2016 - BSL and USGS Menlo Park began running the Earthquake Early Warning (EEW) System (in prototype production mode) in conjunction with the AQMS earthquake information system. The fully developed system will cover California, Oregon, and Washington, and will provide warning of imminent ground shaking within seconds after an earthquake has initiated but before strong motion begins at many sites that may be damaged. While still in development, the EEW system has produced alerts for several earthquakes in the Los Angeles area less than five seconds after the earthquake has started.
About the NCEDC
The Northern California Earthquake Data Center (NCEDC) is the permanent archive and distribution center for many types of digital data relating to earthquakes in central and northern California. The NCEDC is located at the Berkeley Seismological Lab (BSL) and was formed as a joint project of BSL and the U.S. Geological Survey (USGS) at Menlo Park in 1991. It has been accessible to users via the Internet since mid-1992.
The NCEDC archives and makes available both time series data and earthquake catalog information. The time series data come from from broadband, short period, and strong motion seismic sensors, as well as other geophysical sensors such as electromagnetic sensors, strain meters, creep meters, atmospheric pressure, pore pressure, water level, and wind speed sensors. Earthquake catalog data include event time, hypocenters, magnitudes, moment tensors, mechanisms, phase arrivals, codas, and amplitude data. Real time and campaign GPS data are also available.
Products and Services
Latest Earthquakes in California and Nevada
Interactive map showing recent earthquakes in California
ShakeMap is a product of the USGS Earthquake Hazards Program in conjunction with the regional seismic networks. ShakeMaps provide near-real-time maps of ground motion and shaking intensity following significant earthquakes. These maps are used by federal, state, and local organizations, both public and private, for post-earthquake response and recovery, public and scientific information, as well as for preparedness exercises and disaster planning.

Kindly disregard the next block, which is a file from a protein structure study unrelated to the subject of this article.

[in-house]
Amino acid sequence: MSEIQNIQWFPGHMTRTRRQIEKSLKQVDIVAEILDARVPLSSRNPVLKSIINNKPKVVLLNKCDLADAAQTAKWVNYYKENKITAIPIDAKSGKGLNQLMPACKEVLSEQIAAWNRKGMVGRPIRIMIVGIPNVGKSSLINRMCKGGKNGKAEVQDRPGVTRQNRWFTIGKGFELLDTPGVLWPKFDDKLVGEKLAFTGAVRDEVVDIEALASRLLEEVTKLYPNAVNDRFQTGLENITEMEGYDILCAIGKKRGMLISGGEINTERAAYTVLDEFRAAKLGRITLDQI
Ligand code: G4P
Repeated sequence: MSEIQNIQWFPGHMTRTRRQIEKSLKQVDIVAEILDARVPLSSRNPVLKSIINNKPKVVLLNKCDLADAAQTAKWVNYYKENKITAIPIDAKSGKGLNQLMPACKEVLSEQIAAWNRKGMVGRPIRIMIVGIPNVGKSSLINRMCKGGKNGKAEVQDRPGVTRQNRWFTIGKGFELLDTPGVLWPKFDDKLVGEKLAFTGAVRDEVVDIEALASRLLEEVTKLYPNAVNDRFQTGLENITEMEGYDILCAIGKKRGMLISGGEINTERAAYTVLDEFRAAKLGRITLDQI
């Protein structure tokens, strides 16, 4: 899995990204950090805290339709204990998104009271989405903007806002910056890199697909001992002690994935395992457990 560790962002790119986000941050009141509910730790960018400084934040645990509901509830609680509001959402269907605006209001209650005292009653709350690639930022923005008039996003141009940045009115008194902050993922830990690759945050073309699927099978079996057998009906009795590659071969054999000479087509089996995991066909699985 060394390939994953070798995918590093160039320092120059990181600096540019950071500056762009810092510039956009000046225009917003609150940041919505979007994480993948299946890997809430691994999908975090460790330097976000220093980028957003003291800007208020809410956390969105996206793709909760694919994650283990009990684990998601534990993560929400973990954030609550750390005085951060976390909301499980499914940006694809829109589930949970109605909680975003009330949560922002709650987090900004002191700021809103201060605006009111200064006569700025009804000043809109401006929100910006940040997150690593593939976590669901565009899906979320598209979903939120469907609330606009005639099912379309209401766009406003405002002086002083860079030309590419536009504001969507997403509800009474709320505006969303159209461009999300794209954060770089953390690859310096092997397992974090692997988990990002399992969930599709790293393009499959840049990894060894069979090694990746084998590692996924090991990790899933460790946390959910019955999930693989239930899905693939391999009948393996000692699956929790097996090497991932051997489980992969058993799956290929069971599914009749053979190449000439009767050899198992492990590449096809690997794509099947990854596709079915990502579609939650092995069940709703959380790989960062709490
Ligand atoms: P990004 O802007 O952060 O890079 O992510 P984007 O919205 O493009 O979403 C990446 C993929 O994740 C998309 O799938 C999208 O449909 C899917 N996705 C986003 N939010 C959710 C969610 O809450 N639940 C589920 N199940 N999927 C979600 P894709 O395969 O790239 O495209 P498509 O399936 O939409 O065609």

The U. S. Geological Survey (USGS) along with a coalition of State and university partners is developing and testing an earthquake early warning (EEW) system called ShakeAlert for the west coast of the United States. Long term funding must be secured before the system can begin sending general public notifications, however, some limited pilot projects are active and more are being developed. The USGS has set the goal of begining limited public notifications by 2018.
Did You Feel It?
Did You Feel It? (DYFI) collects information from people who felt an earthquake and creates maps that show what people experienced and the extent of damage.
Links to Data Centers and Catalogs
Northern California Earthquake Data Center
Northern California Earthquake Catalog Search at the NCEDC.
ANSS Composite Catalog Search at the NCEDC
Southern California Earthquake Date Center
Southern California Seismic Network Catalog Search at the SCEDC
National Strong Motion Project
Download Strong Motion Data at Center for Engineering Strong Motion Data